Walker discusses validation, SCOT analysis at town hall meeting

Category:  News
Wednesday, March 29th, 2017 at 8:30 PM
Walker discusses validation, SCOT analysis at town hall meeting by Dakota Palmer
Photo: Allison Duda

On March 22, Edinboro University President Dr. H. Fred Walker held a second town hall meeting to discuss the data validation and SCOT (strengths, challenges, opportunities, threats) analysis from the university working groups and outside consulting firm, Campus Strategies.

“This is an analysis of strengths and challenges; one of our challenges is we can do better. That’s what we’ll be calling on everyone to do,” said Walker.

The strengths the working groups named were leadership, faculty, academic programs, campus facilities and co-curricular and leadership activities.

The challenges for the university named by the working groups were enrollment and retention, academic programs, finances, student experience and continuity.

The opportunities listed were academic programming and gap analysis, partnership opportunities, other revenue sources, marketing-aggressive branding and enrollment.

The threats stated were enrollment, impact of open admissions at Porreco College on university stature, external economic impact, rise of online programming and academic programming.

Going forward, Walker stated, “We’re going to switch from the working groups into broader, more inclusive institutional conversations with selective groups.”

According to the working groups’ validation results presentation, “Campus Strategies, LLC was engaged to examine the material developed during Edinboro University’s Discovery and Analysis process.”

The various aspects of the presentation were themed into three categories: consensus between the consulting firm and working groups, statistically insignificant difference between the two groups, and statistically significant difference between the groups.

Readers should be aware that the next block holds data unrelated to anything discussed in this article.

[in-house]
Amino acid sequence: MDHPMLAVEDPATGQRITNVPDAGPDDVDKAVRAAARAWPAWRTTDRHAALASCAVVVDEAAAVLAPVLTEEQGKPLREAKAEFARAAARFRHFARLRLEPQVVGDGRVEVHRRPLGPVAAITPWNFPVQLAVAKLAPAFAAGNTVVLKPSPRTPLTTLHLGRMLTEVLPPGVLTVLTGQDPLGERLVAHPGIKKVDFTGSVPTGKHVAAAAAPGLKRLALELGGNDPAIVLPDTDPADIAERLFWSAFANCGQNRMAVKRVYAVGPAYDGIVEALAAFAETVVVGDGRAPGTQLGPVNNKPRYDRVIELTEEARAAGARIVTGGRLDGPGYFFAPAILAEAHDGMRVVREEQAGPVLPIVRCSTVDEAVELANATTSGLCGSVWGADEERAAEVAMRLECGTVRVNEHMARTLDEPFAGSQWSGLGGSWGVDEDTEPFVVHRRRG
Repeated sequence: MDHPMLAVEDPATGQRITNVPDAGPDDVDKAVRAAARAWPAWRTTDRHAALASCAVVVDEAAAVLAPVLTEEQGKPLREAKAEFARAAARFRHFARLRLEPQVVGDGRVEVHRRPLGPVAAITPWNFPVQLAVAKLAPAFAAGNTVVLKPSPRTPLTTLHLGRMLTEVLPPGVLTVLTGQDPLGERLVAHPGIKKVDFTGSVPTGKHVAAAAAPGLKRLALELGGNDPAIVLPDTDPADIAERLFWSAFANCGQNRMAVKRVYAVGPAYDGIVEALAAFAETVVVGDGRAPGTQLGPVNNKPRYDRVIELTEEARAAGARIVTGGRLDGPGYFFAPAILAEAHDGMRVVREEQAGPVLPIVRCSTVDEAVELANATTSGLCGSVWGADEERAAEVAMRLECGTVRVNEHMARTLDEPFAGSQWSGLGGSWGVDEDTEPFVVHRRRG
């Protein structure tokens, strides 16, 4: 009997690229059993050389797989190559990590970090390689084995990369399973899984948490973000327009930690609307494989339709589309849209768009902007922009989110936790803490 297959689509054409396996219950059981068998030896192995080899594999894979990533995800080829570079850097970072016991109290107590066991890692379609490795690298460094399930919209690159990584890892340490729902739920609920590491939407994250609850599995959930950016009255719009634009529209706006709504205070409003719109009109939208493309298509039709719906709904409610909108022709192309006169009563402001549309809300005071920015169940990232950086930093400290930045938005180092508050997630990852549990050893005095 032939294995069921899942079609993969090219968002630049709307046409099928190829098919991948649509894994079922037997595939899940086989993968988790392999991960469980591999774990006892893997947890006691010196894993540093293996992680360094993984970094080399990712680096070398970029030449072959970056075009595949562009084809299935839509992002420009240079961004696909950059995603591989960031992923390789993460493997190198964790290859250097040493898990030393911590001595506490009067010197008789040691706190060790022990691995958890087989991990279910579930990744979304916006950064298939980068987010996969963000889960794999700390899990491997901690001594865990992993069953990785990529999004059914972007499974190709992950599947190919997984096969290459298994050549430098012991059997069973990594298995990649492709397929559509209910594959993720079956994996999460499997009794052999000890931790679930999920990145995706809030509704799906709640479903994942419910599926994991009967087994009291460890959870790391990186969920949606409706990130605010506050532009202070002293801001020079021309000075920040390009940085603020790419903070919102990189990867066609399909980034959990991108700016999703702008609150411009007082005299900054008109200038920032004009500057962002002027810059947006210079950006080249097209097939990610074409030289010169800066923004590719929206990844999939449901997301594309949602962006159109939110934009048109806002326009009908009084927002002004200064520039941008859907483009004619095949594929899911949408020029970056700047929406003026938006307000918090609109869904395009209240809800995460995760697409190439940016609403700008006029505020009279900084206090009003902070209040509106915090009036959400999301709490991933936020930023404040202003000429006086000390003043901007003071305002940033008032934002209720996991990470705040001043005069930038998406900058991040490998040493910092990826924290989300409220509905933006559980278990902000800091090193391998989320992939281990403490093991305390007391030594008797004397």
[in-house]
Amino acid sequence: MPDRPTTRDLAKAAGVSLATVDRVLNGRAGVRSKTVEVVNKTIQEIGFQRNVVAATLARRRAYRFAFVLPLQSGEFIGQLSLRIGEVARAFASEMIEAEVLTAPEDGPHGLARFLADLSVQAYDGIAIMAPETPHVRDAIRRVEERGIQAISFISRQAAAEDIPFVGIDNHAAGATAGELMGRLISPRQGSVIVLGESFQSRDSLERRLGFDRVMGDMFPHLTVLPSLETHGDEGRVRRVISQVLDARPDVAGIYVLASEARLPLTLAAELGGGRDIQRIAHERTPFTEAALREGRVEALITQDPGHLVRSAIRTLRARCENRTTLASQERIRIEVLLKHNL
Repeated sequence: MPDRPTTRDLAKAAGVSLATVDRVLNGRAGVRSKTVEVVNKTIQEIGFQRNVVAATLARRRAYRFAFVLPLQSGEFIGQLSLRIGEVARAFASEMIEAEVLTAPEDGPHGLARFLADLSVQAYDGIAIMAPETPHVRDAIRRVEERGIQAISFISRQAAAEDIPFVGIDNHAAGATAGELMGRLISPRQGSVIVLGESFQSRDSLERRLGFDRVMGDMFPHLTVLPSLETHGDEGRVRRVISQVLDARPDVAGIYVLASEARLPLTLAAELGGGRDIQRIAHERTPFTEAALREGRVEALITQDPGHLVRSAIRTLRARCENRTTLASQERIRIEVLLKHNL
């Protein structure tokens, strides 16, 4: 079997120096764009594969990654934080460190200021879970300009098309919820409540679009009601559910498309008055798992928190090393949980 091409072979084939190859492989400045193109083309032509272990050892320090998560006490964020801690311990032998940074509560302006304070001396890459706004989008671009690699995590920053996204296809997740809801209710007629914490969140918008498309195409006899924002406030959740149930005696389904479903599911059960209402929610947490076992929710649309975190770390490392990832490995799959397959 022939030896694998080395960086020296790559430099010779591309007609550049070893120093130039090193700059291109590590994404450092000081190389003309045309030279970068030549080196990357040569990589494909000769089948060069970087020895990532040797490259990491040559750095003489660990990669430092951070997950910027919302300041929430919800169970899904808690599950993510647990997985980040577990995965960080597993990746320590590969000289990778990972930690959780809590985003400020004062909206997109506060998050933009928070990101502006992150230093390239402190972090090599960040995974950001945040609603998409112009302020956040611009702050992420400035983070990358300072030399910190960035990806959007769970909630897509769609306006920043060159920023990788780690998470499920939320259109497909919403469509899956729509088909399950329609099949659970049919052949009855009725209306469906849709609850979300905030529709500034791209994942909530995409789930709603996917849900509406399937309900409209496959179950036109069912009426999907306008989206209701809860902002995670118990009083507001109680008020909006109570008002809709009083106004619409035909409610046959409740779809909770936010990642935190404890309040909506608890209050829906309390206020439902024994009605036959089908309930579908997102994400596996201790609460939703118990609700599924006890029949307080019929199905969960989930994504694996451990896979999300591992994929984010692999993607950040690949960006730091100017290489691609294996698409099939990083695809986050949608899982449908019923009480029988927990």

The following areas had a consensus between the working groups and the consulting firm: number of declared majors in each of the academic degree programs at Edinboro; enrollment changes over the past five years in each academic program; the number of graduates in each academic program in the last five years; the college, school and academic department net revenue ratios for each of the last three academic years; how well-aligned the Edinboro inventory of academic programs is with the Pennsylvania State System of Higher Education (PASSHE) gap analysis; the new degree proposals that are formally in the PASSHE approval process and what programs are included from Edinboro; the four and six year graduation rates for PASSHE and for Edinboro for the last three years; the second and fourth year attrition rates for PASSHE and Edinboro for the last three years; and how much the attrition of 100 Edinboro students impacts Edinboro’s net operating budget and what the annual cost of attrition to the Edinboro budget.

The responses regarding the average student-to-faculty ratio and student-to-staff ratio for the last three years had statistically insignificant differences. These responses are mostly correct, but there are minor errors in the PASSHE data; additionally, the numbers should have been presented as ratios, rather than percentages.

Enrollment Management